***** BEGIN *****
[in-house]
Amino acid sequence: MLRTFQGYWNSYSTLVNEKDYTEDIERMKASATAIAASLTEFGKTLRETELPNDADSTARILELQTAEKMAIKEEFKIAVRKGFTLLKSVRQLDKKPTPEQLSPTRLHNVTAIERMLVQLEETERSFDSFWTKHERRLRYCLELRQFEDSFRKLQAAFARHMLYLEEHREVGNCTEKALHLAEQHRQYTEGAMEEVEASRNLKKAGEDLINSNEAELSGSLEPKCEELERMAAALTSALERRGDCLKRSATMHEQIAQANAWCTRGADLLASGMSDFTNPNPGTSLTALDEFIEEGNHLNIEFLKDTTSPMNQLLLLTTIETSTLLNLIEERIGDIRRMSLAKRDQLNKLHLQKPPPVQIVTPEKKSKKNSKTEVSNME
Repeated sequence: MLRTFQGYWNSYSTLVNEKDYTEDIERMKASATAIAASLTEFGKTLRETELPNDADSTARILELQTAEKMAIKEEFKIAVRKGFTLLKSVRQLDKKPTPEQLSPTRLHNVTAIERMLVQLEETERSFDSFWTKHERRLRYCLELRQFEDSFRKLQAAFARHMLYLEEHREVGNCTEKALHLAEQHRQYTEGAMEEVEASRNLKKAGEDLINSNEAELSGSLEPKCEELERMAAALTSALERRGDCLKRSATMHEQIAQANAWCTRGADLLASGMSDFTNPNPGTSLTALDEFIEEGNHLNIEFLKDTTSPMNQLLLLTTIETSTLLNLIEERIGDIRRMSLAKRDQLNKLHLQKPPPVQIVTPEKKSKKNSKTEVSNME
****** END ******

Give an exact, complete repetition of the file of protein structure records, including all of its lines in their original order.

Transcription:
[in-house]
Amino acid sequence: MLRTFQGYWNSYSTLVNEKDYTEDIERMKASATAIAASLTEFGKTLRETELPNDADSTARILELQTAEKMAIKEEFKIAVRKGFTLLKSVRQLDKKPTPEQLSPTRLHNVTAIERMLVQLEETERSFDSFWTKHERRLRYCLELRQFEDSFRKLQAAFARHMLYLEEHREVGNCTEKALHLAEQHRQYTEGAMEEVEASRNLKKAGEDLINSNEAELSGSLEPKCEELERMAAALTSALERRGDCLKRSATMHEQIAQANAWCTRGADLLASGMSDFTNPNPGTSLTALDEFIEEGNHLNIEFLKDTTSPMNQLLLLTTIETSTLLNLIEERIGDIRRMSLAKRDQLNKLHLQKPPPVQIVTPEKKSKKNSKTEVSNME
Repeated sequence: MLRTFQGYWNSYSTLVNEKDYTEDIERMKASATAIAASLTEFGKTLRETELPNDADSTARILELQTAEKMAIKEEFKIAVRKGFTLLKSVRQLDKKPTPEQLSPTRLHNVTAIERMLVQLEETERSFDSFWTKHERRLRYCLELRQFEDSFRKLQAAFARHMLYLEEHREVGNCTEKALHLAEQHRQYTEGAMEEVEASRNLKKAGEDLINSNEAELSGSLEPKCEELERMAAALTSALERRGDCLKRSATMHEQIAQANAWCTRGADLLASGMSDFTNPNPGTSLTALDEFIEEGNHLNIEFLKDTTSPMNQLLLLTTIETSTLLNLIEERIGDIRRMSLAKRDQLNKLHLQKPPPVQIVTPEKKSKKNSKTEVSNME